Image of Dr. Brickner's headshot

    Interviewed by Hannah LaFleur, Undergraduate Student

    “Professor Brickner is the kind of man who is going to tell you like it is. And because of that, I knew it would be important to value the things that he said. He has a passion for teaching and uplifting his students in a way I have never seen another professor replicate. My time in his class was invaluable. Every day he encouraged his students to take steps to improve their future. Brickner has an enthusiastic spirit and a plethora of knowledge and experience in his field. He’s the kind of person who you meet and your life is instantly changed. He put a lot of things into perspective for me (and for many other students, I’m sure), and I am eternally grateful for that.”

    We got the chance to speak with Dr. Dan Brickner about his teaching experiences and philosophy. His answers have been edited for clarity and length. 

    Dr. Dan Brickner received his BBA from Cleveland State University and his MBA from Kent State University. He received his  Ph.D. from Kent State University in 2002. He has been teaching at EMU since 2000. Before his career as an educator, Dr. Brickner practiced as a Certified Public Accountant (CPA) at the Cleveland office of Ernst & Young, where he was a financial statement auditor. In his work, he conducted tests to verify the accuracy of financial data that companies disclosed to decision makers. As he rose through the ranks, his position involved supervising and teaching new hires within the company. This became an aspect of the job that Dr. Brickner grew fond of, fostering his interest in teaching, and eventually served as the catalyst for him to pursue his masters and doctorate and become an educator.

    Having a background in the field of accounting provided Dr. Brickner with the expertise and perspective to teach this applied discipline. An important aspect of accounting is “learning by doing,” as he puts it. His professional background is the basis of knowledge and practical experiences from which he can draw to educate his students. He has found that this adds to his credibility as an educator, and resonates with students learning from someone who has practiced the discipline as a career.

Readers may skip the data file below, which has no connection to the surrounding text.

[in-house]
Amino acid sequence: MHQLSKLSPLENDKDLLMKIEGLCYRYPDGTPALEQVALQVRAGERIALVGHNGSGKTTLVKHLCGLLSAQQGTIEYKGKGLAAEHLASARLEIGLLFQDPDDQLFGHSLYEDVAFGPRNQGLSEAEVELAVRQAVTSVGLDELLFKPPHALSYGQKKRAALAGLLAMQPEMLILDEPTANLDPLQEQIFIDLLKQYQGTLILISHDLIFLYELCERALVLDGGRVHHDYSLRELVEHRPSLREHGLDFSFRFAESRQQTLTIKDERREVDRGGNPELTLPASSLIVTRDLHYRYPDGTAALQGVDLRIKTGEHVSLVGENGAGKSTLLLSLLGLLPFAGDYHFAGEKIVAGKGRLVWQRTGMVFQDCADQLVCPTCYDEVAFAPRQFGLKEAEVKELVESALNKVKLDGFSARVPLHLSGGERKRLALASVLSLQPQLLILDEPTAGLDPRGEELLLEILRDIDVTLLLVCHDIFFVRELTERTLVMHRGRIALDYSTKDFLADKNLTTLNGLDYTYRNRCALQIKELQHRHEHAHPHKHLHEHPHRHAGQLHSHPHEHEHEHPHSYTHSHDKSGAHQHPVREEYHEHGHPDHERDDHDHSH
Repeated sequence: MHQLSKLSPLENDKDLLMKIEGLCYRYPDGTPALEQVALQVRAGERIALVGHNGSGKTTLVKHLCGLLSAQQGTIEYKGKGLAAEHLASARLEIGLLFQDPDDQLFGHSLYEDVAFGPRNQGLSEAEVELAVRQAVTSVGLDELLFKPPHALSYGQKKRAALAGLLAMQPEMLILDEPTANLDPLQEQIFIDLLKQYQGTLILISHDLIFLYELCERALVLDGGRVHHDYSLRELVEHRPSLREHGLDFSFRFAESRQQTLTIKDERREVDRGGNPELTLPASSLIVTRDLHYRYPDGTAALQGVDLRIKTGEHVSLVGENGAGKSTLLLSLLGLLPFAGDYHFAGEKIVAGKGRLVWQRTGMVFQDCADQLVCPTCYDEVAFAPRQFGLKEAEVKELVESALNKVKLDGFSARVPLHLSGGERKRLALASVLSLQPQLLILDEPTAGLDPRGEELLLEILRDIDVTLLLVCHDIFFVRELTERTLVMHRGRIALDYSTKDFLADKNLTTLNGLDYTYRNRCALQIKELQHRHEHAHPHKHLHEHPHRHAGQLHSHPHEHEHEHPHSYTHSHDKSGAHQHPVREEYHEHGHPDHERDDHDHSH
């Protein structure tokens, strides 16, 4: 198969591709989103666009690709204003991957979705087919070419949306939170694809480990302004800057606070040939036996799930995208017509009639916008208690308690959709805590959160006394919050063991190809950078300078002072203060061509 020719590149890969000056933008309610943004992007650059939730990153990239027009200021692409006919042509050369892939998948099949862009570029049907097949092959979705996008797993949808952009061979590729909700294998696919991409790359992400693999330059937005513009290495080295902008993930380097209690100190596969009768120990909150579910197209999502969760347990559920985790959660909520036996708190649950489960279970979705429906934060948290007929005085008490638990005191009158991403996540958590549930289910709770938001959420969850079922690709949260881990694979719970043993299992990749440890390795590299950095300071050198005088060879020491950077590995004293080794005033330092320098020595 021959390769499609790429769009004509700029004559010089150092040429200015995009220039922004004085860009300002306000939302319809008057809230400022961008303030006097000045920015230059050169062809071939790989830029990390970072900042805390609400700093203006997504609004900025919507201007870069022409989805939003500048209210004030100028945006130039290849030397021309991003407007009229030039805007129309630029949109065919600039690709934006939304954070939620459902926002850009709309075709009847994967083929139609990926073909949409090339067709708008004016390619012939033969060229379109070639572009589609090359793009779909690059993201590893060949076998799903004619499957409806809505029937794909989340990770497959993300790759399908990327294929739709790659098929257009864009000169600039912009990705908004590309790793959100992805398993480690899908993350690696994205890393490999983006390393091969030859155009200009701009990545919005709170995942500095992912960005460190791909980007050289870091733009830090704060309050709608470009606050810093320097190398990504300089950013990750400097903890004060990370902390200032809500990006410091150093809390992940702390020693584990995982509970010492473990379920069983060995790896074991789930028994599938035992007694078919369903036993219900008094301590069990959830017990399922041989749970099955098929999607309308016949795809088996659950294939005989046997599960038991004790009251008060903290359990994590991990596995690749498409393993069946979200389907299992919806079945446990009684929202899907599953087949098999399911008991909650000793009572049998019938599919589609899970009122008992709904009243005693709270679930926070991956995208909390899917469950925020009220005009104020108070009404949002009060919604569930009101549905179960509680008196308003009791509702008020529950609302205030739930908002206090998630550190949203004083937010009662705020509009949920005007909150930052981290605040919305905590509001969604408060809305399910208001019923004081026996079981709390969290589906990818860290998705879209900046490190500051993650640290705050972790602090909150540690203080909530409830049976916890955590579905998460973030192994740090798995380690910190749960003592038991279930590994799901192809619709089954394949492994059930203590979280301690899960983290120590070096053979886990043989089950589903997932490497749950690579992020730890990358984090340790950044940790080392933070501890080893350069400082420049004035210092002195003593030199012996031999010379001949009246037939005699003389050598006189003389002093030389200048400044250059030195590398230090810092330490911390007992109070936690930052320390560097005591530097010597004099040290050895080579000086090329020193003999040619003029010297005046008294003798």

Dr. Brickner teaches a variety of courses on accounting. At the undergraduate level, Accounting 296 is among one of his favorites to teach, as it is the first major-specific course in the accounting program. He notes that there is a certain enthusiasm surrounding the class, since students are “just embarking on their journey into the major, and there is an element of excitement because of that.” In the graduate program, the course that Dr. Brickner teaches on Auditing is another one of his favorites. Considering his professional background, he has plenty of experience to bring to this class, which makes it more enjoyable. Oftentimes, the students in this course have had him before in their undergraduate classes, so he has the chance to get to know them even better and continue working with them.